Now that the 2017 series is over, the stage is packed away and the sponsors have been thanked, Downtown Bellingham should take a long, self-congratulatory break. Instead, they’re right back at it, staging the Commercial Street Night Market, which takes place on the third Friday of the month from May-September, and will happen Aug. 18 and Sept. 15 before sunsetting for a few months.

In the meantime, the organization that began with the simple idea of increasing public engagement in the downtown core finds itself in the rare position of having mostly succeeded in what they set out to do, and will now devote their creative energy to determining what’s next—and we get to have a say.

“The Downtown Bellingham Partnership will soon be seeking input from the community about what they want to see more of downtown as part of a comprehensive process to readdress our organization’s scope of work,” Payne Johnstone says. “Do you want to see more beautification projects like murals and landscaping improvements? Do you think downtown needs to organize to address issues and create positive outcomes? What about economic development programs? Promotions and events that get people in the streets and shopping at the small brick-and-mortar businesses that help make our neighborhood great?”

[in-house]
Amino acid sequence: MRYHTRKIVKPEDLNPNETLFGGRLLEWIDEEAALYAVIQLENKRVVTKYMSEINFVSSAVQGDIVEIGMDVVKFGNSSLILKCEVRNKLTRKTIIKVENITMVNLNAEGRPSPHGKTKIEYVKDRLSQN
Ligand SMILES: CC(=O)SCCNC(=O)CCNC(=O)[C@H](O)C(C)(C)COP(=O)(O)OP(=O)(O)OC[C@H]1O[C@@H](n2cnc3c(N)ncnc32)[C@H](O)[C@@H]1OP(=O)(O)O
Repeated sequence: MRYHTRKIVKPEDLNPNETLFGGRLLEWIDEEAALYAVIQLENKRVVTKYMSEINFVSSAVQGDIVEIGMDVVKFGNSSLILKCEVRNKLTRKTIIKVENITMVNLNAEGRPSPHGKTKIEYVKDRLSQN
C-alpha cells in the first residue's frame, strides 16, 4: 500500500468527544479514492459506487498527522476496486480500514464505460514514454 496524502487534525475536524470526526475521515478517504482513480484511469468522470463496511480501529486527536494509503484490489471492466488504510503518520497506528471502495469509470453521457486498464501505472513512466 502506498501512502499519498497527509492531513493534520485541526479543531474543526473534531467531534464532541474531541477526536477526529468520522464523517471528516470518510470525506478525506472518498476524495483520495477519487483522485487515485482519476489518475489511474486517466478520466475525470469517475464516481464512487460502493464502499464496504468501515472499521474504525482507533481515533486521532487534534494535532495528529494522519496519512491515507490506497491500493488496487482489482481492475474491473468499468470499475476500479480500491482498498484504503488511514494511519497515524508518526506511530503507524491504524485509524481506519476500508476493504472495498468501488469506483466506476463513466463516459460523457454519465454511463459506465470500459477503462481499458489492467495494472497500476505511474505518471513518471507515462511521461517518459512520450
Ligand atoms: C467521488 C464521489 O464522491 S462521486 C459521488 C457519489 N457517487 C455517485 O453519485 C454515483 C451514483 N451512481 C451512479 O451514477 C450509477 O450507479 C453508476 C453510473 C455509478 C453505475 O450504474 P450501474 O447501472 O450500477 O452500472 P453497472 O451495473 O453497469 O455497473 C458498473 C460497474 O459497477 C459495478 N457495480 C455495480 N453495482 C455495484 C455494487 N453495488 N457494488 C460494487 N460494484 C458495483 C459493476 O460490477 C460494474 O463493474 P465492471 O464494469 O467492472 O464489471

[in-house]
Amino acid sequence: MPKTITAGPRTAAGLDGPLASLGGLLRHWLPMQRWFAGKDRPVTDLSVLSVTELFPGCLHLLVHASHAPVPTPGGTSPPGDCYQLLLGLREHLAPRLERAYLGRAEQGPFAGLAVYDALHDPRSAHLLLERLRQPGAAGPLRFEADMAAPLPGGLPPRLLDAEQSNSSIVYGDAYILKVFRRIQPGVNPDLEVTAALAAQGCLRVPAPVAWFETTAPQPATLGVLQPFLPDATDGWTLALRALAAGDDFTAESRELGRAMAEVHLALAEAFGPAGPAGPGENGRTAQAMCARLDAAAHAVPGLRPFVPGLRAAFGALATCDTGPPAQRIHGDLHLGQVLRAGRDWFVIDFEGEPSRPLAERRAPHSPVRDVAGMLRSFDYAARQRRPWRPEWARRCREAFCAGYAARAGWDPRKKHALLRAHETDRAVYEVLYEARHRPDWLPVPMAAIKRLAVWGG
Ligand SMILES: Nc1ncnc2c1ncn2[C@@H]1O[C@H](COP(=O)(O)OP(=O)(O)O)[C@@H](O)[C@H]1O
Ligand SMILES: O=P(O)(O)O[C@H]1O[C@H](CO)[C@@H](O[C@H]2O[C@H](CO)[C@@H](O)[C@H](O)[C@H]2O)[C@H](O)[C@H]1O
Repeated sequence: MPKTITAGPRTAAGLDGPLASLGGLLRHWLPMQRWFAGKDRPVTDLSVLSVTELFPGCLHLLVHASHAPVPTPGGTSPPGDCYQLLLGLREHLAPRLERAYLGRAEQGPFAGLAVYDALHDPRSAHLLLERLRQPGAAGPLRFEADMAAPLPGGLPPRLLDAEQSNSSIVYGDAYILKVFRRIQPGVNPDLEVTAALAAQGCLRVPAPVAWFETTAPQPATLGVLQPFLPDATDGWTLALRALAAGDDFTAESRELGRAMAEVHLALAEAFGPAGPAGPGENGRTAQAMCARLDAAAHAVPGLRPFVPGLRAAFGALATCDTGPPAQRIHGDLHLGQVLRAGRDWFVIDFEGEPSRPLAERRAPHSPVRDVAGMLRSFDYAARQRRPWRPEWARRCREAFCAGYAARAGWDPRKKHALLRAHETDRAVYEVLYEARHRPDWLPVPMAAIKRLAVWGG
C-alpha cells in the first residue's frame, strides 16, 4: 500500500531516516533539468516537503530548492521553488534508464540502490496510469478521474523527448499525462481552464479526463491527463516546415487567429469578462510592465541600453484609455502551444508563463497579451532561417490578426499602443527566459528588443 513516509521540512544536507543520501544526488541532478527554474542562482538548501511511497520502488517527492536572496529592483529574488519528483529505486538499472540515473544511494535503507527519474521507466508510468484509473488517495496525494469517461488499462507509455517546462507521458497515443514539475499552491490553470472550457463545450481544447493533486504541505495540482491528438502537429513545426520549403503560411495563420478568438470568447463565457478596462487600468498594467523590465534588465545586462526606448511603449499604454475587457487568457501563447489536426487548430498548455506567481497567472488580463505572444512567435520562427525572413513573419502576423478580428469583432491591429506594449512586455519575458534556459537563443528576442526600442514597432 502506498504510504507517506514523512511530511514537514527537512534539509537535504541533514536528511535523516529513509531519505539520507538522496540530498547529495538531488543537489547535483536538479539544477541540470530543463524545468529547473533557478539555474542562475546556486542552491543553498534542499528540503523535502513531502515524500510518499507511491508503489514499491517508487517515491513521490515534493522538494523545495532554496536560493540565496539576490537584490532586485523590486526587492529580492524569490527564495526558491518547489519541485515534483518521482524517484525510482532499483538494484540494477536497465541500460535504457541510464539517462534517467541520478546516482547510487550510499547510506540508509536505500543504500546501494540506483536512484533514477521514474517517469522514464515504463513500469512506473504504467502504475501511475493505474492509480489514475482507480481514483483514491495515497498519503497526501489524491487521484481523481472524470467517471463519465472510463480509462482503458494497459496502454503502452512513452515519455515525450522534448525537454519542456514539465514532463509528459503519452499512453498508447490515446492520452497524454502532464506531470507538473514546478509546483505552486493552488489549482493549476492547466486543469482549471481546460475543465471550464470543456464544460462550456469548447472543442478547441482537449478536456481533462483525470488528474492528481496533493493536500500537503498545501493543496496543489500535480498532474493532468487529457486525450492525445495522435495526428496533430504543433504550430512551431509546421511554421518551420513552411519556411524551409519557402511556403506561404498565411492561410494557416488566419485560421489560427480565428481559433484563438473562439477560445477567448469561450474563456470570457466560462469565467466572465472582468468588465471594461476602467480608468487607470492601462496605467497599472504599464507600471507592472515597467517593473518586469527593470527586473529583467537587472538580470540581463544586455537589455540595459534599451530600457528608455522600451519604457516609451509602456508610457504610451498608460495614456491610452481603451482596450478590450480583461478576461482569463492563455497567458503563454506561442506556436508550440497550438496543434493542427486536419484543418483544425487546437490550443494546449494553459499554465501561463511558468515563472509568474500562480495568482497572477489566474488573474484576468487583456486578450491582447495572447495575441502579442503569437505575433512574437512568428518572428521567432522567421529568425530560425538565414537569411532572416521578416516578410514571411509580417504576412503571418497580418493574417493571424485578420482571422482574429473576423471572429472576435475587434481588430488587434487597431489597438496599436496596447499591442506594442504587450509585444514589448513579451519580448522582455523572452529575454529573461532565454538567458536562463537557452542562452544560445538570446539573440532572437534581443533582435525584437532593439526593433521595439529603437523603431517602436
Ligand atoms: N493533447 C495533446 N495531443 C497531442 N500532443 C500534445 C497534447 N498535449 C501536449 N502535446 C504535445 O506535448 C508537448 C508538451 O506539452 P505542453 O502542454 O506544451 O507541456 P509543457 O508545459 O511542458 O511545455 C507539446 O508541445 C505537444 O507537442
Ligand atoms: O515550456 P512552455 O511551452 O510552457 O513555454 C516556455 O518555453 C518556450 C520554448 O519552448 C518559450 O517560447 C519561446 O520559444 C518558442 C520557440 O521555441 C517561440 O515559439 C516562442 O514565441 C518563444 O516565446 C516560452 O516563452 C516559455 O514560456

No matter what they take on next, if Downtown Sounds is any indication, we’re all guaranteed to have a good time.